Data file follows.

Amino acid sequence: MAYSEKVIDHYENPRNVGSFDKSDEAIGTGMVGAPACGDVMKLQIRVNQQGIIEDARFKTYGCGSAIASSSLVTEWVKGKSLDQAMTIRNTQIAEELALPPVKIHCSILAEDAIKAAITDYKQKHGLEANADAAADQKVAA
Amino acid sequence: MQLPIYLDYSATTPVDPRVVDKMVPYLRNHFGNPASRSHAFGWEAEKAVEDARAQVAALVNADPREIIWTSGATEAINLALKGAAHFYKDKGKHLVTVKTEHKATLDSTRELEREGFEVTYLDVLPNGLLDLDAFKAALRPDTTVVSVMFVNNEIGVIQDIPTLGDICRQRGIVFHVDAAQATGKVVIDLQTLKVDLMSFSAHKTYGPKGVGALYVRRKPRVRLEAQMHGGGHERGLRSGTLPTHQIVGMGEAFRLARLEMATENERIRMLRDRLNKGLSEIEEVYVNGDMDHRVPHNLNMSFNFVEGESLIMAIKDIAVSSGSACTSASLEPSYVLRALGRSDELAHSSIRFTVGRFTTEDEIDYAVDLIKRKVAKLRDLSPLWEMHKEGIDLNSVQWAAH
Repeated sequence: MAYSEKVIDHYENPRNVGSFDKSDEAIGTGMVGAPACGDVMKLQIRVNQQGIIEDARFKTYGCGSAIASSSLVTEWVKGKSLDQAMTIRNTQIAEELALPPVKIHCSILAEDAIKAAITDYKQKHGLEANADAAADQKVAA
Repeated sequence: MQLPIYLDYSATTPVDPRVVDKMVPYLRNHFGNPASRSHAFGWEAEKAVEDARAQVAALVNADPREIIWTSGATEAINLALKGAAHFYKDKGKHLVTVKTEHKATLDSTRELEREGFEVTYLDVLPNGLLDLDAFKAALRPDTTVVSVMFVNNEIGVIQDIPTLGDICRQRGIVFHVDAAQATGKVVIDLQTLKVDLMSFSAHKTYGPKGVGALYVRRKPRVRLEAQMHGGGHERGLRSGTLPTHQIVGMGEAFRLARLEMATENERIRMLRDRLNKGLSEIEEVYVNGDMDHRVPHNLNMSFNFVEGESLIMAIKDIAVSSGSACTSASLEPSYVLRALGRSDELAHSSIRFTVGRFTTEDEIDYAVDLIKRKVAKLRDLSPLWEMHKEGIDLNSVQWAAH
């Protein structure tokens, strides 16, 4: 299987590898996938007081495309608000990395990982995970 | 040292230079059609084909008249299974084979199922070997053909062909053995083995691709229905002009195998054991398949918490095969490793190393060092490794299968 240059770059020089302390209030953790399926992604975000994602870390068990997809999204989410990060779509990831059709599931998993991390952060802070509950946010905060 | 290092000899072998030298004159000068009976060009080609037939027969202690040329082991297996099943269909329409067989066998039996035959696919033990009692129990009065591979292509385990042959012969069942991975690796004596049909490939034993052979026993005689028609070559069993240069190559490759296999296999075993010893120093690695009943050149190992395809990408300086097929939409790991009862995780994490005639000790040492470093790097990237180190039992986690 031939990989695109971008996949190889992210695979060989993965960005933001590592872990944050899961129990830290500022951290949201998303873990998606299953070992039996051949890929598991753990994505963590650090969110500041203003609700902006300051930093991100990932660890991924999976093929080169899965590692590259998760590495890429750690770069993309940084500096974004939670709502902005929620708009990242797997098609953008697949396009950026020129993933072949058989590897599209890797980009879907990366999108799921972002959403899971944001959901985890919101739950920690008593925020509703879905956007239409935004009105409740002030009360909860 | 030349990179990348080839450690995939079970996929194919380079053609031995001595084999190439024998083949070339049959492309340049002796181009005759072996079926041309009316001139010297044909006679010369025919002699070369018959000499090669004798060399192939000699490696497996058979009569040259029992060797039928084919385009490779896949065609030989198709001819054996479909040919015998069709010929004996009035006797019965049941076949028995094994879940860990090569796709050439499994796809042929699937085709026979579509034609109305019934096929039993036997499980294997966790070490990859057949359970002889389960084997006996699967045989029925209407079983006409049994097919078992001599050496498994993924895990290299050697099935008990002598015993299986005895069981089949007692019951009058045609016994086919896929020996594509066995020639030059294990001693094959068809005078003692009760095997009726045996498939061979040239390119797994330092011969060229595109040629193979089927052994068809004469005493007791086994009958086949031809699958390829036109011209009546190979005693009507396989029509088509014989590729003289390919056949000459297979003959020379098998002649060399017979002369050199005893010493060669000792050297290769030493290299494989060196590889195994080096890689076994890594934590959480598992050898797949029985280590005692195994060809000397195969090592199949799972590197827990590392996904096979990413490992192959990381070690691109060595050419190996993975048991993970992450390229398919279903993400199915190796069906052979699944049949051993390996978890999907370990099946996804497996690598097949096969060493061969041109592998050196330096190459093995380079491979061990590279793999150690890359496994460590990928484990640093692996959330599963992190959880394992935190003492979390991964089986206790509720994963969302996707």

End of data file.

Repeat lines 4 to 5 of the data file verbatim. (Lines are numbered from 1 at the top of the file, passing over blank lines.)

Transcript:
Repeated sequence: MQLPIYLDYSATTPVDPRVVDKMVPYLRNHFGNPASRSHAFGWEAEKAVEDARAQVAALVNADPREIIWTSGATEAINLALKGAAHFYKDKGKHLVTVKTEHKATLDSTRELEREGFEVTYLDVLPNGLLDLDAFKAALRPDTTVVSVMFVNNEIGVIQDIPTLGDICRQRGIVFHVDAAQATGKVVIDLQTLKVDLMSFSAHKTYGPKGVGALYVRRKPRVRLEAQMHGGGHERGLRSGTLPTHQIVGMGEAFRLARLEMATENERIRMLRDRLNKGLSEIEEVYVNGDMDHRVPHNLNMSFNFVEGESLIMAIKDIAVSSGSACTSASLEPSYVLRALGRSDELAHSSIRFTVGRFTTEDEIDYAVDLIKRKVAKLRDLSPLWEMHKEGIDLNSVQWAAH
């Protein structure tokens, strides 16, 4: 299987590898996938007081495309608000990395990982995970 | 040292230079059609084909008249299974084979199922070997053909062909053995083995691709229905002009195998054991398949918490095969490793190393060092490794299968 240059770059020089302390209030953790399926992604975000994602870390068990997809999204989410990060779509990831059709599931998993991390952060802070509950946010905060 | 290092000899072998030298004159000068009976060009080609037939027969202690040329082991297996099943269909329409067989066998039996035959696919033990009692129990009065591979292509385990042959012969069942991975690796004596049909490939034993052979026993005689028609070559069993240069190559490759296999296999075993010893120093690695009943050149190992395809990408300086097929939409790991009862995780994490005639000790040492470093790097990237180190039992986690 031939990989695109971008996949190889992210695979060989993965960005933001590592872990944050899961129990830290500022951290949201998303873990998606299953070992039996051949890929598991753990994505963590650090969110500041203003609700902006300051930093991100990932660890991924999976093929080169899965590692590259998760590495890429750690770069993309940084500096974004939670709502902005929620708009990242797997098609953008697949396009950026020129993933072949058989590897599209890797980009879907990366999108799921972002959403899971944001959901985890919101739950920690008593925020509703879905956007239409935004009105409740002030009360909860 | 030349990179990348080839450690995939079970996929194919380079053609031995001595084999190439024998083949070339049959492309340049002796181009005759072996079926041309009316001139010297044909006679010369025919002699070369018959000499090669004798060399192939000699490696497996058979009569040259029992060797039928084919385009490779896949065609030989198709001819054996479909040919015998069709010929004996009035006797019965049941076949028995094994879940860990090569796709050439499994796809042929699937085709026979579509034609109305019934096929039993036997499980294997966790070490990859057949359970002889389960084997006996699967045989029925209407079983006409049994097919078992001599050496498994993924895990290299050697099935008990002598015993299986005895069981089949007692019951009058045609016994086919896929020996594509066995020639030059294990001693094959068809005078003692009760095997009726045996498939061979040239390119797994330092011969060229595109040629193979089927052994068809004469005493007791086994009958086949031809699958390829036109011209009546190979005693009507396989029509088509014989590729003289390919056949000459297979003959020379098998002649060399017979002369050199005893010493060669000792050297290769030493290299494989060196590889195994080096890689076994890594934590959480598992050898797949029985280590005692195994060809000397195969090592199949799972590197827990590392996904096979990413490992192959990381070690691109060595050419190996993975048991993970992450390229398919279903993400199915190796069906052979699944049949051993390996978890999907370990099946996804497996690598097949096969060493061969041109592998050196330096190459093995380079491979061990590279793999150690890359496994460590990928484990640093692996959330599963992190959880394992935190003492979390991964089986206790509720994963969302996707």